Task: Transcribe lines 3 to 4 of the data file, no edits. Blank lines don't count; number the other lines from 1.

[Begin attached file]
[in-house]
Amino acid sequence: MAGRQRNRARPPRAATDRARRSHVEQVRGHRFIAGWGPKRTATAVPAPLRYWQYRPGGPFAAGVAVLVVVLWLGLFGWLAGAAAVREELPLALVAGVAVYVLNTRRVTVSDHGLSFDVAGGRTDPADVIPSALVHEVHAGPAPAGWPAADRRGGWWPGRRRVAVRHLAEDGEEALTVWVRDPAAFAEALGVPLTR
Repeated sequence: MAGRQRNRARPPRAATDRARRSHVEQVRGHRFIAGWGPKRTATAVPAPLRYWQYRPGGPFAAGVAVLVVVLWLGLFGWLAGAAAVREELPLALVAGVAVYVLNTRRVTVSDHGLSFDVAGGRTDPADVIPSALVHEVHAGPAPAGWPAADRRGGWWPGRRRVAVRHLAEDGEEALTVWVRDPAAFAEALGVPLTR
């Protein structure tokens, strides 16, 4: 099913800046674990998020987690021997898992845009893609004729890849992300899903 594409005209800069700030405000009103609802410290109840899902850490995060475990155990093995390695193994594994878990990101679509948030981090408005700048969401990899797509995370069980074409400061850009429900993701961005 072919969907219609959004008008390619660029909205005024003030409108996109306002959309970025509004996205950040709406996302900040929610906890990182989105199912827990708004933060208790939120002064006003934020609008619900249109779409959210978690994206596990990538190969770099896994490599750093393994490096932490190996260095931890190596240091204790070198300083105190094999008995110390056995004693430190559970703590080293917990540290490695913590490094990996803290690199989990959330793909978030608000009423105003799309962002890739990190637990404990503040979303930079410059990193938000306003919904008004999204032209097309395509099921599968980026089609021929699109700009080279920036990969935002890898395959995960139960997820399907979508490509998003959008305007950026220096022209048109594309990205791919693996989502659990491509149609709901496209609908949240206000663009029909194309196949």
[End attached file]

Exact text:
Repeated sequence: MAGRQRNRARPPRAATDRARRSHVEQVRGHRFIAGWGPKRTATAVPAPLRYWQYRPGGPFAAGVAVLVVVLWLGLFGWLAGAAAVREELPLALVAGVAVYVLNTRRVTVSDHGLSFDVAGGRTDPADVIPSALVHEVHAGPAPAGWPAADRRGGWWPGRRRVAVRHLAEDGEEALTVWVRDPAAFAEALGVPLTR
């Protein structure tokens, strides 16, 4: 099913800046674990998020987690021997898992845009893609004729890849992300899903 594409005209800069700030405000009103609802410290109840899902850490995060475990155990093995390695193994594994878990990101679509948030981090408005700048969401990899797509995370069980074409400061850009429900993701961005 072919969907219609959004008008390619660029909205005024003030409108996109306002959309970025509004996205950040709406996302900040929610906890990182989105199912827990708004933060208790939120002064006003934020609008619900249109779409959210978690994206596990990538190969770099896994490599750093393994490096932490190996260095931890190596240091204790070198300083105190094999008995110390056995004693430190559970703590080293917990540290490695913590490094990996803290690199989990959330793909978030608000009423105003799309962002890739990190637990404990503040979303930079410059990193938000306003919904008004999204032209097309395509099921599968980026089609021929699109700009080279920036990969935002890898395959995960139960997820399907979508490509998003959008305007950026220096022209048109594309990205791919693996989502659990491509149609709901496209609908949240206000663009029909194309196949």